The Universities Grant Commission on Wednesday (29 April) released a new set of guidelines for colleges and universities in view of the COVID-19 lockdown.
The guidelines are based upon the recommendation by an expert committee constituted by UGC to deliberate and make recommendations on the issues related to the Examinations and the Academic Calendar for avoiding academic loss and taking appropriate measures in the interest of students.
It should be noted that the guidelines are suggestive in nature and universities can adjust as per their requirement and prevailing situation. The guidelines are as follows:
The guidelines stated, “The universities should develop a fool-proof plan before the resumption of session, strictly following the norms of “social distancing” and other required precautions, to avoid any eventuality arising due to COVID-19.”
The academic session 2020-21 for old students will commence from the 1 August 2020, while for the new students it will be from the 1 September 2020.
The admission in 2020-21 session for undergraduate and post-graduate programmes may be conducted between 1 August to 31 August 2020. The guidelines also stated that provisional admissions may also be made and relevant documents of qualifying examination may be accepted up to 30 September, if the necessity arises.
UGC has suggested the following calendar for the academic session 2020-2021:
UGC suggested that in the current academic year, the teaching-learning could continue through various online/distance learning modes till 31 May. In states where the situation has stabilised, the examinations could be conducted between 1 July and 31 July 2020 based on local conditions and availability.
The following table summarises the suggestion given by UGC for the current academic year:
The universities may adopt alternative and simplified modes and methods of examinations to complete the process in a shorter period of time, for example, MCQ/ OMR based examinations, Open Book Examination, Open Choices, assignment/ presentation-based assessments etc.
The guidelines state that the universities may adopt efficient and innovative modes of examinations by reducing the time from 3 hours to 2 hours assigned to each examination as well as offer the flexibility of both online and offline exams.
The Final semester/year examination should be conducted as per suggested academic calendar following the social distancing protocols.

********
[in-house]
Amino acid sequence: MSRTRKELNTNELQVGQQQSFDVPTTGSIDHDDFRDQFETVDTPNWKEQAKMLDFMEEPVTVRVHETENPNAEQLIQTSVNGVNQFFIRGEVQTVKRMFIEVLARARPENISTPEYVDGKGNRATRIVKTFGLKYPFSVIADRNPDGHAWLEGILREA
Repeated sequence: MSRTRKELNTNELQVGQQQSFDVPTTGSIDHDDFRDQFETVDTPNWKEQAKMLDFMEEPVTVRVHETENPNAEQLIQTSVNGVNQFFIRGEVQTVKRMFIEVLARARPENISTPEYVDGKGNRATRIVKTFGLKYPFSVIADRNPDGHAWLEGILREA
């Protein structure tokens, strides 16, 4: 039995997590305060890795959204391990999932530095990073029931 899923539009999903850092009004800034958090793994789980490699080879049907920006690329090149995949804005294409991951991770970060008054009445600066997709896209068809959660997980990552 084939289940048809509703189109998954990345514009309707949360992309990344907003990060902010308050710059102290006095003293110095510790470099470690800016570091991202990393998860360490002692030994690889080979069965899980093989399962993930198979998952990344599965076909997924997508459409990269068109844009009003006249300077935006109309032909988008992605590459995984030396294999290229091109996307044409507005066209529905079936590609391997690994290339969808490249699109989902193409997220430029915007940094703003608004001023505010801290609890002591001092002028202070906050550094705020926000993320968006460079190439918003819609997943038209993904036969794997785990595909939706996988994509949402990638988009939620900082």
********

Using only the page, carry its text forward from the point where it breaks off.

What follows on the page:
For intermediate level students, the universities should first make a comprehensive assessment of local conditions and availability of resources and then conduct examinations. In case the situation does not appear normal, the Intermediate students may be graded based on internal assessment of the present and previous semester.
The guidelines further suggest that the M.Phil and PhD students can be given a six-month extension to complete their degrees, with viva voce examinations being conducted via video-conferencing.
Further, a COVID-19 cell will be constituted in every university which will be empowered to solve the issues of students related to academic calendar and examinations. A COVID-19 cell will be created in the UGC for faster decision making.
The universities may follow a 6-day week pattern in the next academic year to compensate for the current session. Institutes have also been advised to develop virtual classrooms and video conferencing facilities. Additionally, the universities should prepare e-content/e-lab experiments and upload the same on their websites.
The UGC also suggests, “In view of the importance of “social distancing”, universities may take necessary steps to ensure that the students are given exposure to laboratory assignments/ practical experiments through virtual laboratories, sharing of the recorded visuals of laboratory work and digital resources available for the purpose.”
The report also suggests measures to be prepared for similar exigencies in the future. It states “the faculty should be adequately trained for the use of ICT and online teaching tools, so that they complete about 25 per cent of the syllabus through online teaching and 75 per cent syllabus through face to face teaching.”